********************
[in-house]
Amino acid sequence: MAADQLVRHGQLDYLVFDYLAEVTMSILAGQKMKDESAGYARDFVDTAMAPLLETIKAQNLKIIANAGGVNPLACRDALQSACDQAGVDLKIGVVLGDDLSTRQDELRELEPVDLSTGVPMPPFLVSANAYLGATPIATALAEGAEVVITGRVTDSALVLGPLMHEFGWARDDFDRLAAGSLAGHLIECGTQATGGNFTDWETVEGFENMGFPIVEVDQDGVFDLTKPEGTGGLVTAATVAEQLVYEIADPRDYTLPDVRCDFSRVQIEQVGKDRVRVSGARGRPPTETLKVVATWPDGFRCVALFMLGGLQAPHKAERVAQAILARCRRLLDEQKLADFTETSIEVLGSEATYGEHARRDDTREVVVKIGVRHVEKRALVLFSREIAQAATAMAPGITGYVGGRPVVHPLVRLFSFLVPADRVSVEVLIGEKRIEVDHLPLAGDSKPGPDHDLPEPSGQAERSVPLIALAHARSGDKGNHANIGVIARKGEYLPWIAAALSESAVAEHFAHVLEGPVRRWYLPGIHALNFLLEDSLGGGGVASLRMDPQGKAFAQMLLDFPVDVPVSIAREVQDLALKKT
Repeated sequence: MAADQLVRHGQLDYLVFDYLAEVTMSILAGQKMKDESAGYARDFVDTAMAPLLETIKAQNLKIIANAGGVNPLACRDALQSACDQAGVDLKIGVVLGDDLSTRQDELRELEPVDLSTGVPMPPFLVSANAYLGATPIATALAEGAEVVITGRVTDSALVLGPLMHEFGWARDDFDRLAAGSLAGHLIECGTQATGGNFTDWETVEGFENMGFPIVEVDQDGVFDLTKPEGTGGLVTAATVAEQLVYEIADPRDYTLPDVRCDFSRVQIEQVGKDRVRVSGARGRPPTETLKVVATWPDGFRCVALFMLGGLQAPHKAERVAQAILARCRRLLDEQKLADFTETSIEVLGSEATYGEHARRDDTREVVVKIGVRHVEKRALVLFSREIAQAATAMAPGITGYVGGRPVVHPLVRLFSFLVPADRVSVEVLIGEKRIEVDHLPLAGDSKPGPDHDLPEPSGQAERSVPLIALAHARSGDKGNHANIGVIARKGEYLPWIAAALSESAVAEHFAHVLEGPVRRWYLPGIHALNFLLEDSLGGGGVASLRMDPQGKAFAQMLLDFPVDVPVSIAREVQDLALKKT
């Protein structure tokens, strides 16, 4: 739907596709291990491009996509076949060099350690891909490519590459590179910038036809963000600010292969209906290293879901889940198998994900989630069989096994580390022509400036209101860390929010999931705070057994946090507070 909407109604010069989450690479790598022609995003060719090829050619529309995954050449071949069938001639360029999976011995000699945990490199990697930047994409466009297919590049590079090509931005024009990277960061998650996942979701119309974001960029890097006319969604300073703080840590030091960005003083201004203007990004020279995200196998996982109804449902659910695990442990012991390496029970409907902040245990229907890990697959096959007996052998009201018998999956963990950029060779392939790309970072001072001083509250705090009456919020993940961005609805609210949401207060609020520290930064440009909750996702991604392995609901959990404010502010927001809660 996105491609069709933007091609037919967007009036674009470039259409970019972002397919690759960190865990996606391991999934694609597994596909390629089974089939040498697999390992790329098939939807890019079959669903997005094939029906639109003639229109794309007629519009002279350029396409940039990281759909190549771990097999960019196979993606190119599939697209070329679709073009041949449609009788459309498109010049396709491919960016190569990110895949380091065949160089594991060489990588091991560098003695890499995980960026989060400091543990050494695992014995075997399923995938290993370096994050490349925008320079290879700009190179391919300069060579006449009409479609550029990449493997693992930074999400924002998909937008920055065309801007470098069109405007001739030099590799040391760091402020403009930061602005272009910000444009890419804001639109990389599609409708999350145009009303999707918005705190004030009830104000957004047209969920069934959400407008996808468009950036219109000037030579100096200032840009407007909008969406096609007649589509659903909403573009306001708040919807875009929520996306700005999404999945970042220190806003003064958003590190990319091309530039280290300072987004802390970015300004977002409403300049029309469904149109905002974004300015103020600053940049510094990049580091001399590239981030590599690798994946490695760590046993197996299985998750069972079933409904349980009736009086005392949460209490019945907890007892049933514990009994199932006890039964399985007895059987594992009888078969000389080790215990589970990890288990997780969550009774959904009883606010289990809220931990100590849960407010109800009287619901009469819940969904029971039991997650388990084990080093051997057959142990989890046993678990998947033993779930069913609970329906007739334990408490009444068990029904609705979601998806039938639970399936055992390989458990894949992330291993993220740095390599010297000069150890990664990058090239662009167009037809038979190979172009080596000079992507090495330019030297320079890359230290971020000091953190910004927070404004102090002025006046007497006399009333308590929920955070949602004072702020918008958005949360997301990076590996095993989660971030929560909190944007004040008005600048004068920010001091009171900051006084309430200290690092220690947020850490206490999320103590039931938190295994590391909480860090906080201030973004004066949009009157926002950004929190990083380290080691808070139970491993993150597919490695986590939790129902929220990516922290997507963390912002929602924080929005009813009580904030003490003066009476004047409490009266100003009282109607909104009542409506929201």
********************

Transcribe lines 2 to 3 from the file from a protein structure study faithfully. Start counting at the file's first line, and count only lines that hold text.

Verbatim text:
Amino acid sequence: MAADQLVRHGQLDYLVFDYLAEVTMSILAGQKMKDESAGYARDFVDTAMAPLLETIKAQNLKIIANAGGVNPLACRDALQSACDQAGVDLKIGVVLGDDLSTRQDELRELEPVDLSTGVPMPPFLVSANAYLGATPIATALAEGAEVVITGRVTDSALVLGPLMHEFGWARDDFDRLAAGSLAGHLIECGTQATGGNFTDWETVEGFENMGFPIVEVDQDGVFDLTKPEGTGGLVTAATVAEQLVYEIADPRDYTLPDVRCDFSRVQIEQVGKDRVRVSGARGRPPTETLKVVATWPDGFRCVALFMLGGLQAPHKAERVAQAILARCRRLLDEQKLADFTETSIEVLGSEATYGEHARRDDTREVVVKIGVRHVEKRALVLFSREIAQAATAMAPGITGYVGGRPVVHPLVRLFSFLVPADRVSVEVLIGEKRIEVDHLPLAGDSKPGPDHDLPEPSGQAERSVPLIALAHARSGDKGNHANIGVIARKGEYLPWIAAALSESAVAEHFAHVLEGPVRRWYLPGIHALNFLLEDSLGGGGVASLRMDPQGKAFAQMLLDFPVDVPVSIAREVQDLALKKT
Repeated sequence: MAADQLVRHGQLDYLVFDYLAEVTMSILAGQKMKDESAGYARDFVDTAMAPLLETIKAQNLKIIANAGGVNPLACRDALQSACDQAGVDLKIGVVLGDDLSTRQDELRELEPVDLSTGVPMPPFLVSANAYLGATPIATALAEGAEVVITGRVTDSALVLGPLMHEFGWARDDFDRLAAGSLAGHLIECGTQATGGNFTDWETVEGFENMGFPIVEVDQDGVFDLTKPEGTGGLVTAATVAEQLVYEIADPRDYTLPDVRCDFSRVQIEQVGKDRVRVSGARGRPPTETLKVVATWPDGFRCVALFMLGGLQAPHKAERVAQAILARCRRLLDEQKLADFTETSIEVLGSEATYGEHARRDDTREVVVKIGVRHVEKRALVLFSREIAQAATAMAPGITGYVGGRPVVHPLVRLFSFLVPADRVSVEVLIGEKRIEVDHLPLAGDSKPGPDHDLPEPSGQAERSVPLIALAHARSGDKGNHANIGVIARKGEYLPWIAAALSESAVAEHFAHVLEGPVRRWYLPGIHALNFLLEDSLGGGGVASLRMDPQGKAFAQMLLDFPVDVPVSIAREVQDLALKKT